Mr. K’s daughter met with palliative care, psychiatry, internal medicine and urology to discuss the options. Medical treatment for BPH was unlikely to be successful in reducing further episodes. Intermittent catheterization was discussed with urology; however, due to the size of his prostate, catheterization was extremely difficult.
Even if Mr. K would allow it, it couldn’t be done by nursing home staff. TURP might be the most effective treatment for him, but the urologists did not recommend that or any other surgical procedure due to his overall health and his lack of ability to adhere to post-operative care. It was decided to attempt an indwelling Foley again; however, even with the administration of haloperidol prior to the procedure, Mr. C became so distressed and agitated that his daughter asked the urologists to stop.
The next day we met again, and in accordance with Mr. K’s daughter’s goals for her father decided not to attempt further catheterization or to force medications. She thought Mr. K would not want his life extended at all in his current impaired state. We would attempt to reduce Mr. K’s BPH with measures that were not intrusive to him by continuing to offer him alpha blocking medication and a five-alpha-reductase inhibitor, and by discontinuing any medications that could increase urinary symptoms such as diuretics, anticholinergic agents, and tricyclic antidepressants. When he did have agitation we would assume that it was due to obstructive symptoms and would treat the discomfort with sublingual morphine. Eventually we expected that his bladder would become infected leading to sepsis, or urinary obstruction would damage his kidneys and he would go into renal failure. Rather than treating with antibiotics or readmitting to the hospital, we would keep him comfortable in his current setting.
In this case, a simple condition that is easily treatable in most men became one that we expected to lead to Mr. K’s death. However, the diagnosis that led it to become life-limiting was Mr. K’s dementia, and the heavy burden which BPH treatments would have placed on him.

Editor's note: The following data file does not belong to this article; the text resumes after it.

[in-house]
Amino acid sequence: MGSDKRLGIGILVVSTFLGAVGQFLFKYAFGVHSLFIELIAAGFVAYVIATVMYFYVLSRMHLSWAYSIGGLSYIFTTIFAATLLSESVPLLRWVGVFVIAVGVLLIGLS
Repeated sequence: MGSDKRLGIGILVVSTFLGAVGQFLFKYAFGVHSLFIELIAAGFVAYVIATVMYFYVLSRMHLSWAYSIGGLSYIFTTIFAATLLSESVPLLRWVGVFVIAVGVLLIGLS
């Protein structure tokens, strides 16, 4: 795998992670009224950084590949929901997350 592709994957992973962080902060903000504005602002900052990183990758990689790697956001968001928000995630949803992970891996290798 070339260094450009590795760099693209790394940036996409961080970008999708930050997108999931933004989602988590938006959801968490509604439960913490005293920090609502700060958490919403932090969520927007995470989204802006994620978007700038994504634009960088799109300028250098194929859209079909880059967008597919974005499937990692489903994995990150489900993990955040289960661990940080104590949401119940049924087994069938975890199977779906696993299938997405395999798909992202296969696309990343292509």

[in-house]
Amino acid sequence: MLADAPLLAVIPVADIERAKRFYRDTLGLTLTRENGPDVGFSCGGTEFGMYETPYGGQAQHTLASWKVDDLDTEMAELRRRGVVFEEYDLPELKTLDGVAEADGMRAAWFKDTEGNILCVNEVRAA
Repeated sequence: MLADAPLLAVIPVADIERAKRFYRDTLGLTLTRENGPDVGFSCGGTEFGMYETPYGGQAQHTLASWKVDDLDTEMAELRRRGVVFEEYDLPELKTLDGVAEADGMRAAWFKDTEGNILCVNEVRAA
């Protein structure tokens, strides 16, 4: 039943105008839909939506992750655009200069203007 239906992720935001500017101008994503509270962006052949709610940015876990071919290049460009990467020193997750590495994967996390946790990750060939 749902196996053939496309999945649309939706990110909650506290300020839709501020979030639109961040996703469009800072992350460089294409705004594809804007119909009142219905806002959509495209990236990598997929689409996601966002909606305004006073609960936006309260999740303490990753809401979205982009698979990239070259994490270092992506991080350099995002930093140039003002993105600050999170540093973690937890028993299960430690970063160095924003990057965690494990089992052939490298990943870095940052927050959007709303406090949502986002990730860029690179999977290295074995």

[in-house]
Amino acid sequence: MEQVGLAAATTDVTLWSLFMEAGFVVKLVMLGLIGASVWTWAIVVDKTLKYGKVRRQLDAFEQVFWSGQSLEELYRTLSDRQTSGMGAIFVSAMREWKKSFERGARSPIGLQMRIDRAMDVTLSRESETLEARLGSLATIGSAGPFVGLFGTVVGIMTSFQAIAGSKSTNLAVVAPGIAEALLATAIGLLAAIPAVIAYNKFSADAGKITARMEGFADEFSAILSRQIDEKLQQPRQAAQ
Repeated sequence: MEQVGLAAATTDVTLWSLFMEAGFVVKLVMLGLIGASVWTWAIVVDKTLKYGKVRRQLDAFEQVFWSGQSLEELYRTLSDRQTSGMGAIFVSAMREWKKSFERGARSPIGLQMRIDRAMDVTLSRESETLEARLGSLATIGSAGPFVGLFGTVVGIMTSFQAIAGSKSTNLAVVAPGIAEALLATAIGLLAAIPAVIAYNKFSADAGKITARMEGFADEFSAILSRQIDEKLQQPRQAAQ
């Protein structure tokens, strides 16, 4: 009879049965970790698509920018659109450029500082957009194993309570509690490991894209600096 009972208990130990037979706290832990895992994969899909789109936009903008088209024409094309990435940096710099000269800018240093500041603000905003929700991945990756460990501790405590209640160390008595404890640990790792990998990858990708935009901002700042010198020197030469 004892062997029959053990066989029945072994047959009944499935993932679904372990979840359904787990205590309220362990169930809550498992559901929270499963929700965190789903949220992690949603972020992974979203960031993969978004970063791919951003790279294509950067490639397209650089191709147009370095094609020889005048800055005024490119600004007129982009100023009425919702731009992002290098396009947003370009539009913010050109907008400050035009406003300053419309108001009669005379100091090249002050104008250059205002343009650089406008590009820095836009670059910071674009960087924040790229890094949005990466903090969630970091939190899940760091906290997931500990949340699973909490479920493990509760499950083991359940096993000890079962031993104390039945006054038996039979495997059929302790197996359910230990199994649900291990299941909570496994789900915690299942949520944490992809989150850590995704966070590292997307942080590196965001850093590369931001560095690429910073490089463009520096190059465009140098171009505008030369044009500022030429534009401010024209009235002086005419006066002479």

Mr. K’s daughter based her decision on Mr. K’s values, saying that if the father she was raised by was able to see himself in his current condition, he would have wanted both to stay in place and to be allowed to die with dignity. Forced catheterization and antipsychotic treatment might have prolonged his life by years but would have caused terrible suffering to himself and his family. With the decision to allow his BPH to progress with minimal intervention, we were able to discharge Mr. K to enroll in hospice at his nursing home and completed a POLST form indicating “comfort measures only”.
1.) American Urological Association Guideline: Management of Benign Prostatatic Hyperplasia (BPH) 2010. http://www.auanet.org/education/guidelines/benign-prostatic-hyperplasia.cfm Accessed August 24, 2014.
2.) Burnett AL, Wein AJ. Benign prostatic hyperplasia in primary care: what you need to know. J Urol 2006; 175:S19.
3.) Dull PD, Reagan RW, Bahnson RR. Managing benign prostatic hyperplasia. Am Fam Physician. 2002 Jul 1;66(1):77-85. Open Access
Pallimed Case Conference Disclaimer: This post is not intended to substitute good individualized clinical judgement or replace a physician-patient relationship. It is published as a means to illustrate important teaching points in healthcare. Patient details may have been changed by Pallimed editors to help with anonymity. Links and small edits are made for clarity and to abide by Pallimed editorial standards.